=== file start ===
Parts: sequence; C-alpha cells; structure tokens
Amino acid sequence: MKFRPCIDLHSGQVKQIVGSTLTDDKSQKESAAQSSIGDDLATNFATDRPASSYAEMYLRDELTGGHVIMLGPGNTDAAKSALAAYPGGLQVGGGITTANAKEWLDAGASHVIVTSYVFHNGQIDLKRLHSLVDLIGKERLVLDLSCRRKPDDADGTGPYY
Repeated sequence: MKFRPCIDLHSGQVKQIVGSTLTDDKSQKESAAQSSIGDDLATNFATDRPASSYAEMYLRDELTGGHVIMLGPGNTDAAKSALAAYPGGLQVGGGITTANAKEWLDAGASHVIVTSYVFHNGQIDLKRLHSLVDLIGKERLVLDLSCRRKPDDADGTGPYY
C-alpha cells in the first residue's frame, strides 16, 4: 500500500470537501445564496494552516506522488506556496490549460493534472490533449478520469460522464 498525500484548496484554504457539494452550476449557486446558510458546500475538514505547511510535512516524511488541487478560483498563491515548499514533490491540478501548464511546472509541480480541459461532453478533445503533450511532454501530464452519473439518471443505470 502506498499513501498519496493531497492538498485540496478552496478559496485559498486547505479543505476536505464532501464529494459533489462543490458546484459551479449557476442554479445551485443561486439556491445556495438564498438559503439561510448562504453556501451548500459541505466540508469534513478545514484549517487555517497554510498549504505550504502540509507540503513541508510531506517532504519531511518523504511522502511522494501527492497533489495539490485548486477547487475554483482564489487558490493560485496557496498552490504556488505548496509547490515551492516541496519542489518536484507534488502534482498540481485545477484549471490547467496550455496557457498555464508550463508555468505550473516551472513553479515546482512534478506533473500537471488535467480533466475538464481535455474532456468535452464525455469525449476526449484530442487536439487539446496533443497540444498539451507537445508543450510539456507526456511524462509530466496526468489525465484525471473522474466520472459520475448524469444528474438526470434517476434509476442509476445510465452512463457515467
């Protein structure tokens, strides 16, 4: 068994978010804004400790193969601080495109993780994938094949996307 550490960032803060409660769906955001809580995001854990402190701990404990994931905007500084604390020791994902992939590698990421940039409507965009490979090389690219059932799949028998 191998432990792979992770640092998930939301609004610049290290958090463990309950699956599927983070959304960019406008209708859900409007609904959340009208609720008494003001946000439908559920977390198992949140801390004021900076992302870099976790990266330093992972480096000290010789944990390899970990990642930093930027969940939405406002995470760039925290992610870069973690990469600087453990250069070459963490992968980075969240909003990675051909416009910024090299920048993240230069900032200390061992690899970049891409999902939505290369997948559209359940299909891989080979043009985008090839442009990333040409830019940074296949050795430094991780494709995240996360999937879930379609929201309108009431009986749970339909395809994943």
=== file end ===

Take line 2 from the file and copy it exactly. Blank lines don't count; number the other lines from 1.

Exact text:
Amino acid sequence: MKFRPCIDLHSGQVKQIVGSTLTDDKSQKESAAQSSIGDDLATNFATDRPASSYAEMYLRDELTGGHVIMLGPGNTDAAKSALAAYPGGLQVGGGITTANAKEWLDAGASHVIVTSYVFHNGQIDLKRLHSLVDLIGKERLVLDLSCRRKPDDADGTGPYY